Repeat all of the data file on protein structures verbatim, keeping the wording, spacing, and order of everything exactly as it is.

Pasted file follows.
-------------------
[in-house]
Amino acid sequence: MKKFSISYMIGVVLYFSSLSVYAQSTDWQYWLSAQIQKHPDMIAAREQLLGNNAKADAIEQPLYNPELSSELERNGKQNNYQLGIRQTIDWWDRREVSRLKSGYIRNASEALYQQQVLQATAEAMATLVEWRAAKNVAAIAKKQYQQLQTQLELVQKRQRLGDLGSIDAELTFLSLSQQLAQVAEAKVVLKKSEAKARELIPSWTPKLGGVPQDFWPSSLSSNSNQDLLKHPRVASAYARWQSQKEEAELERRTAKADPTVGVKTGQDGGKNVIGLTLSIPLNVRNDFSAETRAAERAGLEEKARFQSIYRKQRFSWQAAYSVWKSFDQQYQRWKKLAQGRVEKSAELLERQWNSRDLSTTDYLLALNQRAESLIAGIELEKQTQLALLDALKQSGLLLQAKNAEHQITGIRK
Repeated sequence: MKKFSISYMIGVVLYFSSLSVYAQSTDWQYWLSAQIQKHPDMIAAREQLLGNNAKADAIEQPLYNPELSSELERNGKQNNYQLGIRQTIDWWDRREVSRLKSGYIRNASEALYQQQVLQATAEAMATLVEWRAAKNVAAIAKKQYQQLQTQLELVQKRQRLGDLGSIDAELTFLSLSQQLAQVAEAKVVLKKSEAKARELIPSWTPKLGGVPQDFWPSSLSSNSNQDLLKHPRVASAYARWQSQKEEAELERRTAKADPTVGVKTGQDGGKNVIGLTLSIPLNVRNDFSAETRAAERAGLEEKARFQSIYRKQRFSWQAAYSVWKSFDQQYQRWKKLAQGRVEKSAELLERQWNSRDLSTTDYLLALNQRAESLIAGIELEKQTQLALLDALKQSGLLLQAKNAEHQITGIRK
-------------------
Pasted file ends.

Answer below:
[in-house]
Amino acid sequence: MKKFSISYMIGVVLYFSSLSVYAQSTDWQYWLSAQIQKHPDMIAAREQLLGNNAKADAIEQPLYNPELSSELERNGKQNNYQLGIRQTIDWWDRREVSRLKSGYIRNASEALYQQQVLQATAEAMATLVEWRAAKNVAAIAKKQYQQLQTQLELVQKRQRLGDLGSIDAELTFLSLSQQLAQVAEAKVVLKKSEAKARELIPSWTPKLGGVPQDFWPSSLSSNSNQDLLKHPRVASAYARWQSQKEEAELERRTAKADPTVGVKTGQDGGKNVIGLTLSIPLNVRNDFSAETRAAERAGLEEKARFQSIYRKQRFSWQAAYSVWKSFDQQYQRWKKLAQGRVEKSAELLERQWNSRDLSTTDYLLALNQRAESLIAGIELEKQTQLALLDALKQSGLLLQAKNAEHQITGIRK
Repeated sequence: MKKFSISYMIGVVLYFSSLSVYAQSTDWQYWLSAQIQKHPDMIAAREQLLGNNAKADAIEQPLYNPELSSELERNGKQNNYQLGIRQTIDWWDRREVSRLKSGYIRNASEALYQQQVLQATAEAMATLVEWRAAKNVAAIAKKQYQQLQTQLELVQKRQRLGDLGSIDAELTFLSLSQQLAQVAEAKVVLKKSEAKARELIPSWTPKLGGVPQDFWPSSLSSNSNQDLLKHPRVASAYARWQSQKEEAELERRTAKADPTVGVKTGQDGGKNVIGLTLSIPLNVRNDFSAETRAAERAGLEEKARFQSIYRKQRFSWQAAYSVWKSFDQQYQRWKKLAQGRVEKSAELLERQWNSRDLSTTDYLLALNQRAESLIAGIELEKQTQLALLDALKQSGLLLQAKNAEHQITGIRK